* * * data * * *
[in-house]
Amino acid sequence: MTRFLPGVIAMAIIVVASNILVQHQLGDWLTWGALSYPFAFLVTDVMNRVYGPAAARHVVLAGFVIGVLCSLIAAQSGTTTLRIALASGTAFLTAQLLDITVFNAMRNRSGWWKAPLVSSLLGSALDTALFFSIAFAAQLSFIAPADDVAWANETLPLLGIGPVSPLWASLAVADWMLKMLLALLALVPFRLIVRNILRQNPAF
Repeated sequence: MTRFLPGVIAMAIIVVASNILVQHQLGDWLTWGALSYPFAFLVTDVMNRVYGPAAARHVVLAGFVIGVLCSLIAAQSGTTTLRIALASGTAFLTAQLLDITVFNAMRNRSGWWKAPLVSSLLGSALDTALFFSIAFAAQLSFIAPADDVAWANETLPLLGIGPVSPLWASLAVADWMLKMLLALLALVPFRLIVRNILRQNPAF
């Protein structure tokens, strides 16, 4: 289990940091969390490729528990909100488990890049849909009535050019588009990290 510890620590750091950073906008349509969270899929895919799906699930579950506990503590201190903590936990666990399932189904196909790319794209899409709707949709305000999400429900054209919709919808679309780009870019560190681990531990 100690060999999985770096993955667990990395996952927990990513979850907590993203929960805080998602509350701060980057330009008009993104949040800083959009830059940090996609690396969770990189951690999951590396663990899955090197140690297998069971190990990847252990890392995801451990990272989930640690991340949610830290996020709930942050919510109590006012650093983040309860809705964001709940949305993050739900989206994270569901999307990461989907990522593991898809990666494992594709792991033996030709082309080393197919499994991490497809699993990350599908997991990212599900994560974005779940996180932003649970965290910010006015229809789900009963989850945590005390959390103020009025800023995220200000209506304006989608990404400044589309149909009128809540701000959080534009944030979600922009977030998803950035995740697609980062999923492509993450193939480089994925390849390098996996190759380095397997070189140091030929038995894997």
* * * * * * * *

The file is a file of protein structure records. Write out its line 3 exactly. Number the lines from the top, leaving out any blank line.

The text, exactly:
Repeated sequence: MTRFLPGVIAMAIIVVASNILVQHQLGDWLTWGALSYPFAFLVTDVMNRVYGPAAARHVVLAGFVIGVLCSLIAAQSGTTTLRIALASGTAFLTAQLLDITVFNAMRNRSGWWKAPLVSSLLGSALDTALFFSIAFAAQLSFIAPADDVAWANETLPLLGIGPVSPLWASLAVADWMLKMLLALLALVPFRLIVRNILRQNPAF